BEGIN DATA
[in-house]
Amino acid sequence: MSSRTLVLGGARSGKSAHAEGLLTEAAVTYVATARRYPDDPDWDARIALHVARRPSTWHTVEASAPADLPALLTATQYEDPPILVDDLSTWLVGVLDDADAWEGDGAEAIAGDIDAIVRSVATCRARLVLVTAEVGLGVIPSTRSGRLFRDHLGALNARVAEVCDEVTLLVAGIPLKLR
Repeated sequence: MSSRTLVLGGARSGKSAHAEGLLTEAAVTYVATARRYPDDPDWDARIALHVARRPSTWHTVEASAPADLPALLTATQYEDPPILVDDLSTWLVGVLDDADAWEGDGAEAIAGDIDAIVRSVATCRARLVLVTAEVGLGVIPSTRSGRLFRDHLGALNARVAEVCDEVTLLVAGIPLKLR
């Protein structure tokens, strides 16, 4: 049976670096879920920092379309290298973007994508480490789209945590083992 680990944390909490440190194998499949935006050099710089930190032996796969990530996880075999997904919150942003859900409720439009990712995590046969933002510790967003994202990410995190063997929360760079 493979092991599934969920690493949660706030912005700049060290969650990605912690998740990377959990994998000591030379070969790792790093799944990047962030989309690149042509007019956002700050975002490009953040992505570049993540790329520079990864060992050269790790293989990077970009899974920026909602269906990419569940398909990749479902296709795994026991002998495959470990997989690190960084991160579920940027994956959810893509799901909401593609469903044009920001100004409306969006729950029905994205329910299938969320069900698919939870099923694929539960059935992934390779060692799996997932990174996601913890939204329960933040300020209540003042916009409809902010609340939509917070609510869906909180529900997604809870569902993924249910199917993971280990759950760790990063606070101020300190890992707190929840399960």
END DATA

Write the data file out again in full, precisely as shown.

[in-house]
Amino acid sequence: MSSRTLVLGGARSGKSAHAEGLLTEAAVTYVATARRYPDDPDWDARIALHVARRPSTWHTVEASAPADLPALLTATQYEDPPILVDDLSTWLVGVLDDADAWEGDGAEAIAGDIDAIVRSVATCRARLVLVTAEVGLGVIPSTRSGRLFRDHLGALNARVAEVCDEVTLLVAGIPLKLR
Repeated sequence: MSSRTLVLGGARSGKSAHAEGLLTEAAVTYVATARRYPDDPDWDARIALHVARRPSTWHTVEASAPADLPALLTATQYEDPPILVDDLSTWLVGVLDDADAWEGDGAEAIAGDIDAIVRSVATCRARLVLVTAEVGLGVIPSTRSGRLFRDHLGALNARVAEVCDEVTLLVAGIPLKLR
């Protein structure tokens, strides 16, 4: 049976670096879920920092379309290298973007994508480490789209945590083992 680990944390909490440190194998499949935006050099710089930190032996796969990530996880075999997904919150942003859900409720439009990712995590046969933002510790967003994202990410995190063997929360760079 493979092991599934969920690493949660706030912005700049060290969650990605912690998740990377959990994998000591030379070969790792790093799944990047962030989309690149042509007019956002700050975002490009953040992505570049993540790329520079990864060992050269790790293989990077970009899974920026909602269906990419569940398909990749479902296709795994026991002998495959470990997989690190960084991160579920940027994956959810893509799901909401593609469903044009920001100004409306969006729950029905994205329910299938969320069900698919939870099923694929539960059935992934390779060692799996997932990174996601913890939204329960933040300020209540003042916009409809902010609340939509917070609510869906909180529900997604809870569902993924249910199917993971280990759950760790990063606070101020300190890992707190929840399960």